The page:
Some interesting development (not sure if there were already other similarly decided cases) concerning a snatch theft crime committed from a moving motorcycle on another motorcyclist within the confines of a public road.

This recent case law concerns P&O Insurance appealing against the lower courts’ decision for the airieaggrieved third party, Kamacheh a/p Karuppen. The snatch theft resulted in the other motorcyclist falling and injuring herself. She sue the owner of the motorcycle who had earlier allowed his son to use and henceforth committing the said crime resulting in her injuries and sufferings. She successfully obtained judgement in default against the owner and his son. Since the payment was not forthcoming….she proceeded to seek recovery from P&O under s90 of RTA 1987.


Insurer is liable to third party for snatch theft committed on motorcycle ....

The Session courts found for the plaintiff and P&O is liable to settle the awarded sum. This went further to the High Court and finally having the appeal decided at the Court of Appeal level. Some interesting comments made by the Court of Appeal judges:

Section 94 and 95 of the RTA 1987 prohibits an insurer from relying on certain terms in an insurance policy for the purposes of excluding liability. On the other hand a term or condition which does not come within the purview of section 94 and 95 may be legitimately relied upon by the insurer for the purposes of excluding liability under the policy when a claim is brought by a third party. The question now is whether Section 91(1)(b) of the RTA 1987 can be legitimately relied upon by the Appellant to exclude liability. The answer to this question lies in section 95(k) of the RTA 1987 itself. Section 95 (k) of the RTA reads thus:

“(k) the motor vehicle being used for a purpose other than the purpose stated in the policy, shall, as respects such liabilities as are required to be covered by a policy under paragraph 91(1)(b), be of no effect .”

It is noteworthy to mention here that section 95(k) of the RTA specifically states that an insurer cannot rely on any conditions which purports to restrict the insurance of the persons insured by reference to the matters set out therein inter alia that the motor vehicle was being used for a purpose other than the purpose stated in the policy

The mechanism of section 96 of the RTA 1987 operates thus: there is a statutory obligation created by section 96 of the RTA 1987 on the part of the insurer (Appellant) on being so notified on the failure of the insured to pay up the judgment sum that the insured had failed to be satisfied in favour of the third party. This duty to pay up is statutory in origin and as said earlier is an exception to the concept founded upon privity of contract.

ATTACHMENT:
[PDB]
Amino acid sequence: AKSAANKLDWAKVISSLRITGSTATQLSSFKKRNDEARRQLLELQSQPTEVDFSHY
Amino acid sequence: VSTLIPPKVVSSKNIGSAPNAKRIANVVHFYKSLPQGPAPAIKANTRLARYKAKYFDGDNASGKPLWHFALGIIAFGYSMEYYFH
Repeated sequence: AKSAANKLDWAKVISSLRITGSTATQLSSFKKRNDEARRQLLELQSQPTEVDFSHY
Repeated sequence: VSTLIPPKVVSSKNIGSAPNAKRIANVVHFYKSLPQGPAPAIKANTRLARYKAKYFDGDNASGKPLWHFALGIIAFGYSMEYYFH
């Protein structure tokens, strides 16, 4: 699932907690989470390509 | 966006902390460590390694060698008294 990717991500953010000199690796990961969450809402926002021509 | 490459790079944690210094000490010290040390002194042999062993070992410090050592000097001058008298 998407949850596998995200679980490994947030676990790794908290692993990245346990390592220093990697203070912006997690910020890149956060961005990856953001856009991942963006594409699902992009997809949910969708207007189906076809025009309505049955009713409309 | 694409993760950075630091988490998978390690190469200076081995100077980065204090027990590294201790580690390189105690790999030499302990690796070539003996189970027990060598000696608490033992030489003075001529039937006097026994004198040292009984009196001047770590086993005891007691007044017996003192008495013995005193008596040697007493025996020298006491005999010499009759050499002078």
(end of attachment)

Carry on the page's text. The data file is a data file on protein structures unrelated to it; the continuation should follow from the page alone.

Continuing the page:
In order for the Respondent to succeed in her claim under section 96 of the RTA 1987 the requirements in respect of the insurance policy under s 91(1) of the RTA must be fulfilled first. Section 91(1) of the RTA 1987 sets down the requirements in respect of policies, where policy of insurance must be a policy which:

“(a) is issued by a person who is an authorized insurer within the meaning of this Part; and

(b) insures such person, or class of persons as may be specified in the policy in respect of any liability which may be incurred by him or them in respect of the death of or bodily injury to any person caused by or arising out of the use of the motor vehicle or land implement drawn thereby on a road.

Provided that such policy shall not be required to cover –

(aa) liability in respect of death arising out of and in the course of his employment of a person insured by the policy …; or

(bb) except in the case of motor vehicle in which passengers are carried for hire or reward or by reason of or in pursuance of a contract of employment, liability in respect of the death of or bodily injury to persons being carried in or upon or entering or getting onto or alighting from the motor vehicle at the time of the occurrence … or

(cc) any contractual liability.”

Provision (a) of section 91(1) is a non-issue here. The problem lies with the fulfilment of proviso (b). Under the normal circumstances the Respondent as a third party would have been able to institute her claim within the confines of the said provision. However this is not the situation here as learned counsel for the Appellant’s grouse had been very specific in that his client (the insurer) ought not to be held responsible to indemnify the Respondent because the injuries caused to the Respondent had been attributed to the criminal conduct of the insured. Such criminal conduct relating to the use of the motor vehicle that was insured by the Appellant was not within the contemplation of the Appellant when it had agreed to underwrite the policy to cover the insured’s use of the motor vehicle.

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